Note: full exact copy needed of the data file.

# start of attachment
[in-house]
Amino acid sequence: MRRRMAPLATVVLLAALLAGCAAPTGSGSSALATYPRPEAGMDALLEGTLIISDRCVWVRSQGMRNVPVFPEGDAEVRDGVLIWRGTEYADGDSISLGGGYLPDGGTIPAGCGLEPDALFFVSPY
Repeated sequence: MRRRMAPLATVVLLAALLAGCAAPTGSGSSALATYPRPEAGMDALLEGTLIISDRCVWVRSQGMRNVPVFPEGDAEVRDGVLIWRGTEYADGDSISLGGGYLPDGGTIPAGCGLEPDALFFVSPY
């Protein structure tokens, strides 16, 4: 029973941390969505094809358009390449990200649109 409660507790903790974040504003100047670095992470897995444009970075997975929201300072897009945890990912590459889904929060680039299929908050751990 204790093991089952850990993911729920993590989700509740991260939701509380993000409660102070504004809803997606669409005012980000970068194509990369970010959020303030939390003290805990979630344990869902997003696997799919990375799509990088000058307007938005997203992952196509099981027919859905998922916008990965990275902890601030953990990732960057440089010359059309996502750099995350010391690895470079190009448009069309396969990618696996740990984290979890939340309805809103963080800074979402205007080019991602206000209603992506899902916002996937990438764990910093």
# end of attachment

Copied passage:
[in-house]
Amino acid sequence: MRRRMAPLATVVLLAALLAGCAAPTGSGSSALATYPRPEAGMDALLEGTLIISDRCVWVRSQGMRNVPVFPEGDAEVRDGVLIWRGTEYADGDSISLGGGYLPDGGTIPAGCGLEPDALFFVSPY
Repeated sequence: MRRRMAPLATVVLLAALLAGCAAPTGSGSSALATYPRPEAGMDALLEGTLIISDRCVWVRSQGMRNVPVFPEGDAEVRDGVLIWRGTEYADGDSISLGGGYLPDGGTIPAGCGLEPDALFFVSPY
């Protein structure tokens, strides 16, 4: 029973941390969505094809358009390449990200649109 409660507790903790974040504003100047670095992470897995444009970075997975929201300072897009945890990912590459889904929060680039299929908050751990 204790093991089952850990993911729920993590989700509740991260939701509380993000409660102070504004809803997606669409005012980000970068194509990369970010959020303030939390003290805990979630344990869902997003696997799919990375799509990088000058307007938005997203992952196509099981027919859905998922916008990965990275902890601030953990990732960057440089010359059309996502750099995350010391690895470079190009448009069309396969990618696996740990984290979890939340309805809103963080800074979402205007080019991602206000209603992506899902916002996937990438764990910093």